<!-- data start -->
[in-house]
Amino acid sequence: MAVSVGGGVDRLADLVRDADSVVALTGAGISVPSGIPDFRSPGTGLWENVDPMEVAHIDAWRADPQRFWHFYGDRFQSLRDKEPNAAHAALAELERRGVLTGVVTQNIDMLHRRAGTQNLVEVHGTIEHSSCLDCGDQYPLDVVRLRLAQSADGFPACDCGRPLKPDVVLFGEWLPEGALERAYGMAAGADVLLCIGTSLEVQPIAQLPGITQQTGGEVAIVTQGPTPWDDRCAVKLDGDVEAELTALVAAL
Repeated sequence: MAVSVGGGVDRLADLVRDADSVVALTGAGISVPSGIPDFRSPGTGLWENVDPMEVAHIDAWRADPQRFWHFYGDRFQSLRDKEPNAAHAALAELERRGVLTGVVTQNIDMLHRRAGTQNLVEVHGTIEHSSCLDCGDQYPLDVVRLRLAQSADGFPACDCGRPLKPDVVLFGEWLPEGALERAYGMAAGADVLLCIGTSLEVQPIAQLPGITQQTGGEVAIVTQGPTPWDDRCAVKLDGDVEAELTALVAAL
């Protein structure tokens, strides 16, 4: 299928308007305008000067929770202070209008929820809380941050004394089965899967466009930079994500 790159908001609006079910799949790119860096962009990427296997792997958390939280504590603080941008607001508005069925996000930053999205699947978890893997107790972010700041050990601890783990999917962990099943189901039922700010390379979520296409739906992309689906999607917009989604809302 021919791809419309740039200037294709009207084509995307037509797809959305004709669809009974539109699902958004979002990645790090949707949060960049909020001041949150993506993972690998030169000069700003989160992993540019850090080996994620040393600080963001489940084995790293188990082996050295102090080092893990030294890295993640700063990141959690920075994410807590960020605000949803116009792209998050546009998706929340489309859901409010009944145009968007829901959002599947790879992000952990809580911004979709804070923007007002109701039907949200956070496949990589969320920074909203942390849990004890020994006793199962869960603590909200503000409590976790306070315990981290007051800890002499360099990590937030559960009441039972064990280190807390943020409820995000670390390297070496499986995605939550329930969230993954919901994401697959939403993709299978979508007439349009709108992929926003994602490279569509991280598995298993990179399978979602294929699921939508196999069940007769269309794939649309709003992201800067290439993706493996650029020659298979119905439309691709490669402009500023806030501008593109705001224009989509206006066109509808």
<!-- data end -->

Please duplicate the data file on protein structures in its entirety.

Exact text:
[in-house]
Amino acid sequence: MAVSVGGGVDRLADLVRDADSVVALTGAGISVPSGIPDFRSPGTGLWENVDPMEVAHIDAWRADPQRFWHFYGDRFQSLRDKEPNAAHAALAELERRGVLTGVVTQNIDMLHRRAGTQNLVEVHGTIEHSSCLDCGDQYPLDVVRLRLAQSADGFPACDCGRPLKPDVVLFGEWLPEGALERAYGMAAGADVLLCIGTSLEVQPIAQLPGITQQTGGEVAIVTQGPTPWDDRCAVKLDGDVEAELTALVAAL
Repeated sequence: MAVSVGGGVDRLADLVRDADSVVALTGAGISVPSGIPDFRSPGTGLWENVDPMEVAHIDAWRADPQRFWHFYGDRFQSLRDKEPNAAHAALAELERRGVLTGVVTQNIDMLHRRAGTQNLVEVHGTIEHSSCLDCGDQYPLDVVRLRLAQSADGFPACDCGRPLKPDVVLFGEWLPEGALERAYGMAAGADVLLCIGTSLEVQPIAQLPGITQQTGGEVAIVTQGPTPWDDRCAVKLDGDVEAELTALVAAL
């Protein structure tokens, strides 16, 4: 299928308007305008000067929770202070209008929820809380941050004394089965899967466009930079994500 790159908001609006079910799949790119860096962009990427296997792997958390939280504590603080941008607001508005069925996000930053999205699947978890893997107790972010700041050990601890783990999917962990099943189901039922700010390379979520296409739906992309689906999607917009989604809302 021919791809419309740039200037294709009207084509995307037509797809959305004709669809009974539109699902958004979002990645790090949707949060960049909020001041949150993506993972690998030169000069700003989160992993540019850090080996994620040393600080963001489940084995790293188990082996050295102090080092893990030294890295993640700063990141959690920075994410807590960020605000949803116009792209998050546009998706929340489309859901409010009944145009968007829901959002599947790879992000952990809580911004979709804070923007007002109701039907949200956070496949990589969320920074909203942390849990004890020994006793199962869960603590909200503000409590976790306070315990981290007051800890002499360099990590937030559960009441039972064990280190807390943020409820995000670390390297070496499986995605939550329930969230993954919901994401697959939403993709299978979508007439349009709108992929926003994602490279569509991280598995298993990179399978979602294929699921939508196999069940007769269309794939649309709003992201800067290439993706493996650029020659298979119905439309691709490669402009500023806030501008593109705001224009989509206006066109509808």